As things stand at the outset of the new year, the most credible scenario would seem to be the second, with a revitalized Parti Québécois that seems poised to reconquer the hearts of francophone voters in ADQ territory.
This process won't be easy, however, as the combination of Harper's "open federalism" and Dumont's epic quest for "autonomy" will continue to remain attractive for ambivalent nationalists. The first test could come in the widely expected federal election. The Bloc Québécois risks losing a number of seats to the Tories, as it is far from clear that Gilles Duceppe's party has benefited significantly from the PQ's recent gains.
Finally, on the international front, the very symbolic highlight of the year will be the October summit of the Francophonie in Quebec City, the high point of the city's 400th anniversary.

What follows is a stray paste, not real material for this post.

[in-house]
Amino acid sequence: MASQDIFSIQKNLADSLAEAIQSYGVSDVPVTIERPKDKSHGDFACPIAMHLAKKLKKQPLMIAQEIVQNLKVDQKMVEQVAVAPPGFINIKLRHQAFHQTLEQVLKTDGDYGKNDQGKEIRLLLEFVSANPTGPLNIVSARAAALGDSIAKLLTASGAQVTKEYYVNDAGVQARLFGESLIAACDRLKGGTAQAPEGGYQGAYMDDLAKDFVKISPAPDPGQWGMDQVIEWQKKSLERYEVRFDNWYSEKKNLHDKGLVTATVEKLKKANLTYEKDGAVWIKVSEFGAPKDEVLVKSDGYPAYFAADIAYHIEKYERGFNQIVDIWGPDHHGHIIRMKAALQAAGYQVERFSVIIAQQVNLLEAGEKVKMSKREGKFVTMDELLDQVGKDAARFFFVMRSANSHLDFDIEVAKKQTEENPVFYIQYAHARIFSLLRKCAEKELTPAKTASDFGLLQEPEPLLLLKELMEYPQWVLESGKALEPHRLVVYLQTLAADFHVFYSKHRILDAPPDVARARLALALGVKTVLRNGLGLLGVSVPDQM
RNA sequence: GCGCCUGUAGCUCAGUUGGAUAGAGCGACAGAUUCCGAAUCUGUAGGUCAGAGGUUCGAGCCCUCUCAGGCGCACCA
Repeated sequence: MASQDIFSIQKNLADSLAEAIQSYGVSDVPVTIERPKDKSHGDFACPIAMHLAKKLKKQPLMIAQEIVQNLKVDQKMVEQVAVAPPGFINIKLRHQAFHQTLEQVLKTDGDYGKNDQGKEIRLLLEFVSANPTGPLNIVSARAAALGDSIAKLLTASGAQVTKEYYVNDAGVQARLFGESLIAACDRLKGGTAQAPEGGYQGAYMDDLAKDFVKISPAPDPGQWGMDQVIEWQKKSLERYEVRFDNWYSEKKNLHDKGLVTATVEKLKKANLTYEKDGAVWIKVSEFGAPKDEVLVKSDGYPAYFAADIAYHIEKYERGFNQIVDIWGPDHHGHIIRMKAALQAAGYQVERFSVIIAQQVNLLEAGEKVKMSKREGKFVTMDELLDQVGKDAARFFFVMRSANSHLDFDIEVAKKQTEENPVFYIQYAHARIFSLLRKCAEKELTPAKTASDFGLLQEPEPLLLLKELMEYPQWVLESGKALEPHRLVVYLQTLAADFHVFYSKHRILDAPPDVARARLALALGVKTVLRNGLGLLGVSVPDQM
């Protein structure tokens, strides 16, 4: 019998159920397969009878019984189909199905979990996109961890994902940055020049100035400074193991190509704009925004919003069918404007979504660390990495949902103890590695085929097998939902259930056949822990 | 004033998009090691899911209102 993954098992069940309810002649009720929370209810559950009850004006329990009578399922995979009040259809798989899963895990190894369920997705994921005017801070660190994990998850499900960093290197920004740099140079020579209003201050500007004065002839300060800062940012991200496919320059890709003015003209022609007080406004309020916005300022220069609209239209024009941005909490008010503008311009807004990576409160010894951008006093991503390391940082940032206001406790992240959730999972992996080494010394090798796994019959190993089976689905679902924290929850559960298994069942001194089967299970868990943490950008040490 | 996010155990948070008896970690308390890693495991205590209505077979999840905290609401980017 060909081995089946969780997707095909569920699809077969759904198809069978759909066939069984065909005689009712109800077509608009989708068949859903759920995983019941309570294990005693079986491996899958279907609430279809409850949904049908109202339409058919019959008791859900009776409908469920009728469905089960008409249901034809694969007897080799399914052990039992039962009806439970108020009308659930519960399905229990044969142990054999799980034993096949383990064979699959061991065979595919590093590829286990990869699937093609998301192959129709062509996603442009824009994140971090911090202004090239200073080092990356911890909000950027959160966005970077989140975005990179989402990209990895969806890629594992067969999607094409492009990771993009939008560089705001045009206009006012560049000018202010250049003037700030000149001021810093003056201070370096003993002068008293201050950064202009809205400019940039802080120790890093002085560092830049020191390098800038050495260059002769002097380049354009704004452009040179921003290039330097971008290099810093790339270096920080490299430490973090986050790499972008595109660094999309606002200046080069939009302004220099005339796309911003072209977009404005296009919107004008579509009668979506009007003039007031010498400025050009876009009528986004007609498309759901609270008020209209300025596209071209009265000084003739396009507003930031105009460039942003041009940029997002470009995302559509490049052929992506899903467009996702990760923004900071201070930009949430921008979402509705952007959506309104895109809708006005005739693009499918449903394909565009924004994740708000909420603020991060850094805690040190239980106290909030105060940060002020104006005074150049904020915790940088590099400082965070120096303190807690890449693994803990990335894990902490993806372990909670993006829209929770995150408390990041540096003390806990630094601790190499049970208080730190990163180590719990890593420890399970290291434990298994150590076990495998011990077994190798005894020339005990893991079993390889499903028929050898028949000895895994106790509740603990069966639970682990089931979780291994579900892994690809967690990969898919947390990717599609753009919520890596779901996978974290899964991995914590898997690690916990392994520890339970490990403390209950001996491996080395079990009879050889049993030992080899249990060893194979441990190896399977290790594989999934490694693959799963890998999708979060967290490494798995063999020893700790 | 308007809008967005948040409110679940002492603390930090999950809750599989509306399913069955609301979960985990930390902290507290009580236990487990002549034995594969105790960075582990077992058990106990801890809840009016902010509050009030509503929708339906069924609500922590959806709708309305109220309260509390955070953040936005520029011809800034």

For Charest, who clearly craves the international stage, the highest profile event that any Quebec premier could hope to host is one that he definitely intends not to miss.
Obviously, Charest will do everything in his power to remain in his position until October, even if that means pandering to the ADQ on the budget or acting against his party's natural inclinations on reasonable accommodation.
There may be a welcome reward for Charest if he sticks around until the summit. Indeed, it is rumoured that France's Nicolas Sarkozy might take that opportunity to become the first serving French president since Charles de Gaulle's invocation of "Québec libre" in 1967 to take a clear pro-federalist position in public.
For Charest, such a coup might be an opportunity to revitalize his leadership or, perhaps more realistically, to end it on a positive note.
- source

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Pierre Martin est professeur titulaire au Département de science politique de l’Université de Montréal et directeur de la Chaire d’études politiques et économiques américaines (CÉPÉA). Il est également membre du Groupe d’étude et de recherche sur la sécurité internationale (GERSI)